"Petchems and banks were definitely top performers in Saudi and that's not a surprise because if we look at the MSCI Saudi inclusion list, 70 percent of the index is banks and petchems," Al Hajj explained in a telephone interview last week.

"Also, they happened to be the sectors where we saw the best earnings growth in Saudi Arabia last year. Banks were driven mainly by rising interest rates in the U.S. and petchems were driven by product pricing, oil prices etc, so these were global factors. The local domestic story didn't see decent earnings growth," he argued.

Saudi Industrial Export Co, which set up companies in the UAE and Jordan late last year, was the top-performing Saudi stock last year. Its shares trebled in value as turnover rocketed in the first nine months of the year to 91.8 million riyals ($24.5 million), compared to 12.2 million riyals in the first nine months of 2017.

Riyad Bank was the next-best performer, buoyed in no small part by the announcement of the company's proposed merger with Saudi Arabia's second-biggest bank, National Commercial Bank, in December. Nama Chemical Company, a company which produces caustic soda, was the third-best performer.

Many of the stocks that performed poorly were stocks in sectors relying on domestic demand, with several impacted by the so-called “expat exodus” which has seen hundreds of thousands of expat workers either send families home or leave the kingdom entirely as more levies are imposed and as some job categories become available only to Saudis with a view to boosting employment among nationals. The real estate and construction sectors have been hard hit, for instance, both by dwindling demand for rental properties and the departure of large numbers of skilled workers.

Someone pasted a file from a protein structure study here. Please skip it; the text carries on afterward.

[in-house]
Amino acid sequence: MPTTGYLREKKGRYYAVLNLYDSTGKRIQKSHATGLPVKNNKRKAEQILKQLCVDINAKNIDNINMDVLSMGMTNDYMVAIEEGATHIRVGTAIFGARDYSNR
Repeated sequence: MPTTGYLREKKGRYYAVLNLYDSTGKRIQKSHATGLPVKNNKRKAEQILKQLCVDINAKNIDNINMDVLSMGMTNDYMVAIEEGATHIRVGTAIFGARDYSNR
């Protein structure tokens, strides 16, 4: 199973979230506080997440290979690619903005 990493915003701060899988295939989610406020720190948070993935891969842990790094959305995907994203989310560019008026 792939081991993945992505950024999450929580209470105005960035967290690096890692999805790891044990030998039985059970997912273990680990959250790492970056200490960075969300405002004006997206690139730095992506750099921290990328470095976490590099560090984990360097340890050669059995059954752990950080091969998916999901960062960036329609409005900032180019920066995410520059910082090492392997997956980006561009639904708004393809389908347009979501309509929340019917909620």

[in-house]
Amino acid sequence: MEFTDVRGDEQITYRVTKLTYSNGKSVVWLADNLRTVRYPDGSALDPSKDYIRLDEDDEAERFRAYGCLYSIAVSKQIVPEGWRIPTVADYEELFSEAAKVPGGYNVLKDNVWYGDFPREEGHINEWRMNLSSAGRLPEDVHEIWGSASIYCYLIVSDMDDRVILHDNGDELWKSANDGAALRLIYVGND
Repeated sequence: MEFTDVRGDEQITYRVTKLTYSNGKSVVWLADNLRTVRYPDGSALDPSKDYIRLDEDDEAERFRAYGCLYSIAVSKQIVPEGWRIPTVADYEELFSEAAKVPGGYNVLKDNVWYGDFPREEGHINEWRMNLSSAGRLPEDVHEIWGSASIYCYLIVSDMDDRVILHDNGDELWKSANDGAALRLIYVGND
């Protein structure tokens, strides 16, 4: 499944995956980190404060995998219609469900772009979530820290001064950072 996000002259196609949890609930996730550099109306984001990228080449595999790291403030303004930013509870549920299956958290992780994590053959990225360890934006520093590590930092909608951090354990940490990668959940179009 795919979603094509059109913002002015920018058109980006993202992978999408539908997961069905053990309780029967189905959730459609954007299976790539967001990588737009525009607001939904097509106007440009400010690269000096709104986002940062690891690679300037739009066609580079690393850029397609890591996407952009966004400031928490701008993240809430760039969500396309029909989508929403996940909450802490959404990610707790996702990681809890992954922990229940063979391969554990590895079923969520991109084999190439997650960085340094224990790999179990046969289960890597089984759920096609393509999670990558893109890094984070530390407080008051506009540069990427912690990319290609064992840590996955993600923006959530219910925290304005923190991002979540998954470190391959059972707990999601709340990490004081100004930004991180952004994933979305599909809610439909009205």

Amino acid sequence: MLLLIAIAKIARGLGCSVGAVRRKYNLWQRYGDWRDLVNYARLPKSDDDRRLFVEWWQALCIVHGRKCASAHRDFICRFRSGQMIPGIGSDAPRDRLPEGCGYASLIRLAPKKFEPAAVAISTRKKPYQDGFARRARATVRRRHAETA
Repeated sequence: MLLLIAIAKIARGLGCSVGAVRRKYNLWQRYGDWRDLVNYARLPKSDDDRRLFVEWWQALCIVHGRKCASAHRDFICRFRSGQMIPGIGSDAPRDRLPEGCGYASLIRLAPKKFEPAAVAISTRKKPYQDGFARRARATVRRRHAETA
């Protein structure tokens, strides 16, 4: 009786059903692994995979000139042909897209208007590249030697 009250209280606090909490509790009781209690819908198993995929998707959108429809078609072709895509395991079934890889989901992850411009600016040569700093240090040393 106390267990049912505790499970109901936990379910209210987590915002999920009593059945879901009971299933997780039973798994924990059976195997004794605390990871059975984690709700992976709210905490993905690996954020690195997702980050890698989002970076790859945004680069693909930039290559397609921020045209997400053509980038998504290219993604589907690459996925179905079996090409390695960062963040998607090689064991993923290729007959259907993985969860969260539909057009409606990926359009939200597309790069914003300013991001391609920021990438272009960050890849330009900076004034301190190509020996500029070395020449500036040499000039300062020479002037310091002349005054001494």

"Generally, non-oil GDP growth is still very muted, so that will impact the construction and real estate sectors," Al Hajj said.

The three worst-performing stocks were Wafa Insurance, fixed line and broadband services provider Go Telecom and Dallah Healthcare.

Mazen Alsudairi, head of research at Al Rajhi Capital, told Zawya in an emailed response to questions that Dallah Healthcare had witnessed an increase in expenses through the opening of a new hospital, and that such facilities usually take at least two years to break even. He also said that private healthcare providers were having to offer discounts to insurance firms to boost volumes as a result of the decline in expat numbers. “Other hospitals which expanded have also seen similar impact,” Alsudairi said.

Analysts remain optimistic for the Saudi stock market for 2019, helped by slightly stronger macroeconomic fundamentals, with the International Monetary Fund (IMF) forecasting in October that the kingdom's GDP growth will edge up to 2.4 percent next year, from a predicted 2.2 percent this year.